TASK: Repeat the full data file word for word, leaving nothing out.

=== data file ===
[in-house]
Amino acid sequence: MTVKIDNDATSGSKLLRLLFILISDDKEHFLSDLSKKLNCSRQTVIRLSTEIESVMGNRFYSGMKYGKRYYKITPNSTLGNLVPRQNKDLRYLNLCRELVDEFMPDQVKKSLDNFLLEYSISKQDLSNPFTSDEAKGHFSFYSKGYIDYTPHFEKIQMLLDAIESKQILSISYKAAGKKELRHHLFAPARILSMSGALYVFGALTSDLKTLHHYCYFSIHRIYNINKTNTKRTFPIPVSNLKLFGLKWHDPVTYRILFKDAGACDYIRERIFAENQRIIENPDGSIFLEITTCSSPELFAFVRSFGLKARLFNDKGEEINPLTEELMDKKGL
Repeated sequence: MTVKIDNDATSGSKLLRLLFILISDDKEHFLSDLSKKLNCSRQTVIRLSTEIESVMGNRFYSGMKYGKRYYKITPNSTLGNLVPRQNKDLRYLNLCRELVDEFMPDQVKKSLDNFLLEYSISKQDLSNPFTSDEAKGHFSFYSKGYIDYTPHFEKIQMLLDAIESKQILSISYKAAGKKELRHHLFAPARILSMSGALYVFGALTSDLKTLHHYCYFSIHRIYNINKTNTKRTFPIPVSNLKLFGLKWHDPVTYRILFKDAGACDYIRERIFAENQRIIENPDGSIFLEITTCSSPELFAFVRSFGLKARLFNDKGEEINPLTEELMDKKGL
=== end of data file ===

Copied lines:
[in-house]
Amino acid sequence: MTVKIDNDATSGSKLLRLLFILISDDKEHFLSDLSKKLNCSRQTVIRLSTEIESVMGNRFYSGMKYGKRYYKITPNSTLGNLVPRQNKDLRYLNLCRELVDEFMPDQVKKSLDNFLLEYSISKQDLSNPFTSDEAKGHFSFYSKGYIDYTPHFEKIQMLLDAIESKQILSISYKAAGKKELRHHLFAPARILSMSGALYVFGALTSDLKTLHHYCYFSIHRIYNINKTNTKRTFPIPVSNLKLFGLKWHDPVTYRILFKDAGACDYIRERIFAENQRIIENPDGSIFLEITTCSSPELFAFVRSFGLKARLFNDKGEEINPLTEELMDKKGL
Repeated sequence: MTVKIDNDATSGSKLLRLLFILISDDKEHFLSDLSKKLNCSRQTVIRLSTEIESVMGNRFYSGMKYGKRYYKITPNSTLGNLVPRQNKDLRYLNLCRELVDEFMPDQVKKSLDNFLLEYSISKQDLSNPFTSDEAKGHFSFYSKGYIDYTPHFEKIQMLLDAIESKQILSISYKAAGKKELRHHLFAPARILSMSGALYVFGALTSDLKTLHHYCYFSIHRIYNINKTNTKRTFPIPVSNLKLFGLKWHDPVTYRILFKDAGACDYIRERIFAENQRIIENPDGSIFLEITTCSSPELFAFVRSFGLKARLFNDKGEEINPLTEELMDKKGL